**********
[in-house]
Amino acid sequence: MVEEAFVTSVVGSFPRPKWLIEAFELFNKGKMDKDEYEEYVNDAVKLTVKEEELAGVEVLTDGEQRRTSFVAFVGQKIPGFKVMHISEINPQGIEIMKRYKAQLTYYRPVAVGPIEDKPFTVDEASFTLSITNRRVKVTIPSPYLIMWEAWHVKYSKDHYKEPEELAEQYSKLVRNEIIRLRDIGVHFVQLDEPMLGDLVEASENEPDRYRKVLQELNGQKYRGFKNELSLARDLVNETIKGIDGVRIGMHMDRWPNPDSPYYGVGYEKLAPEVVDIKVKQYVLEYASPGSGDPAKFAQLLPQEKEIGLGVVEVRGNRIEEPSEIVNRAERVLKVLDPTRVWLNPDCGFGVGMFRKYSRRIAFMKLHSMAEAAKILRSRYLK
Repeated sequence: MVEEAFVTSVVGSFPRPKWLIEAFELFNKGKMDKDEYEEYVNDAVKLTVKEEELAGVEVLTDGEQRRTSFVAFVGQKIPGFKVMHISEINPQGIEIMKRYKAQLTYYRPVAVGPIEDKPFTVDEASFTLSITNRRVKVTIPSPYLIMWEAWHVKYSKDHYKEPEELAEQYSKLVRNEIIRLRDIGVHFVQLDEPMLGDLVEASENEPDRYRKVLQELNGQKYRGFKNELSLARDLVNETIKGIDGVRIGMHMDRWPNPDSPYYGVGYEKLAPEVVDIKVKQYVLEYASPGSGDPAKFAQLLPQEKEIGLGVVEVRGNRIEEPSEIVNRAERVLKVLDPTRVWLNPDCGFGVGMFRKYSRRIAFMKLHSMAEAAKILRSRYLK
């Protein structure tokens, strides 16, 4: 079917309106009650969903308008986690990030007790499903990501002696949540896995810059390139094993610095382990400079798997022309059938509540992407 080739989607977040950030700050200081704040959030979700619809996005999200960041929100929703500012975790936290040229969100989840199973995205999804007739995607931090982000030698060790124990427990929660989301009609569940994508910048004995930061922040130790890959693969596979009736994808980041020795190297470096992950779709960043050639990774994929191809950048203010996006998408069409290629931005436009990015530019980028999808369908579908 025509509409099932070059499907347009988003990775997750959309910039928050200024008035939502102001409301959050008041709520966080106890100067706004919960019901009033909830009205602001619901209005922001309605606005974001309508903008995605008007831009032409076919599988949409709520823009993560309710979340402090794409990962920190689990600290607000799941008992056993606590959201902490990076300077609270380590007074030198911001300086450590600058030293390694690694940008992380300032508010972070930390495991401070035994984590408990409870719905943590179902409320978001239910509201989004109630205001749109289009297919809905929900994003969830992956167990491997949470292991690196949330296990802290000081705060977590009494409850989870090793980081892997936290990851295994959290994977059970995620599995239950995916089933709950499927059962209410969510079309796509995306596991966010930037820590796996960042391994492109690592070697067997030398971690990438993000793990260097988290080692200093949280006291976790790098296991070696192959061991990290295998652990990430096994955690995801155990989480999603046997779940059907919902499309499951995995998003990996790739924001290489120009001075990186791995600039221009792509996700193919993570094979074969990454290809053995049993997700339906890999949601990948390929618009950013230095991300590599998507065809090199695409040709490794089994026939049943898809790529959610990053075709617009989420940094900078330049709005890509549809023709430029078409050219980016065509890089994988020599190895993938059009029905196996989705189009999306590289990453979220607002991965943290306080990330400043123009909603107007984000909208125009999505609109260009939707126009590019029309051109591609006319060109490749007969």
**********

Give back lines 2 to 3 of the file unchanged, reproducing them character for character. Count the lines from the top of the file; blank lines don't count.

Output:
Amino acid sequence: MVEEAFVTSVVGSFPRPKWLIEAFELFNKGKMDKDEYEEYVNDAVKLTVKEEELAGVEVLTDGEQRRTSFVAFVGQKIPGFKVMHISEINPQGIEIMKRYKAQLTYYRPVAVGPIEDKPFTVDEASFTLSITNRRVKVTIPSPYLIMWEAWHVKYSKDHYKEPEELAEQYSKLVRNEIIRLRDIGVHFVQLDEPMLGDLVEASENEPDRYRKVLQELNGQKYRGFKNELSLARDLVNETIKGIDGVRIGMHMDRWPNPDSPYYGVGYEKLAPEVVDIKVKQYVLEYASPGSGDPAKFAQLLPQEKEIGLGVVEVRGNRIEEPSEIVNRAERVLKVLDPTRVWLNPDCGFGVGMFRKYSRRIAFMKLHSMAEAAKILRSRYLK
Repeated sequence: MVEEAFVTSVVGSFPRPKWLIEAFELFNKGKMDKDEYEEYVNDAVKLTVKEEELAGVEVLTDGEQRRTSFVAFVGQKIPGFKVMHISEINPQGIEIMKRYKAQLTYYRPVAVGPIEDKPFTVDEASFTLSITNRRVKVTIPSPYLIMWEAWHVKYSKDHYKEPEELAEQYSKLVRNEIIRLRDIGVHFVQLDEPMLGDLVEASENEPDRYRKVLQELNGQKYRGFKNELSLARDLVNETIKGIDGVRIGMHMDRWPNPDSPYYGVGYEKLAPEVVDIKVKQYVLEYASPGSGDPAKFAQLLPQEKEIGLGVVEVRGNRIEEPSEIVNRAERVLKVLDPTRVWLNPDCGFGVGMFRKYSRRIAFMKLHSMAEAAKILRSRYLK